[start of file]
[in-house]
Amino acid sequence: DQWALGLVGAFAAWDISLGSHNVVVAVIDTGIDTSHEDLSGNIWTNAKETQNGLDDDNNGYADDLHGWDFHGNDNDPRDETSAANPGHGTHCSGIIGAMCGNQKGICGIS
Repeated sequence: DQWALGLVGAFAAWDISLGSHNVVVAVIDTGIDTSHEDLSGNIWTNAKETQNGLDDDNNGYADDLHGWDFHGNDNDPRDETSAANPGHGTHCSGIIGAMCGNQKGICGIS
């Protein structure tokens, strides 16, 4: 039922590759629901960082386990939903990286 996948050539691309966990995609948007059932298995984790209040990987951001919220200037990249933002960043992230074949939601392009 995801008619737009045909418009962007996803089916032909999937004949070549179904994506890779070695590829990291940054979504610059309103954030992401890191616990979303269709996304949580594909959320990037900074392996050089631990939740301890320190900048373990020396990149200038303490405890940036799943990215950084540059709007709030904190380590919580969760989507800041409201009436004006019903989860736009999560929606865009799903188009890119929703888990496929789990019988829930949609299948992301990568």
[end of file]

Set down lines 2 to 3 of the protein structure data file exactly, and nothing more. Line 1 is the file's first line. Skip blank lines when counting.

Amino acid sequence: DQWALGLVGAFAAWDISLGSHNVVVAVIDTGIDTSHEDLSGNIWTNAKETQNGLDDDNNGYADDLHGWDFHGNDNDPRDETSAANPGHGTHCSGIIGAMCGNQKGICGIS
Repeated sequence: DQWALGLVGAFAAWDISLGSHNVVVAVIDTGIDTSHEDLSGNIWTNAKETQNGLDDDNNGYADDLHGWDFHGNDNDPRDETSAANPGHGTHCSGIIGAMCGNQKGICGIS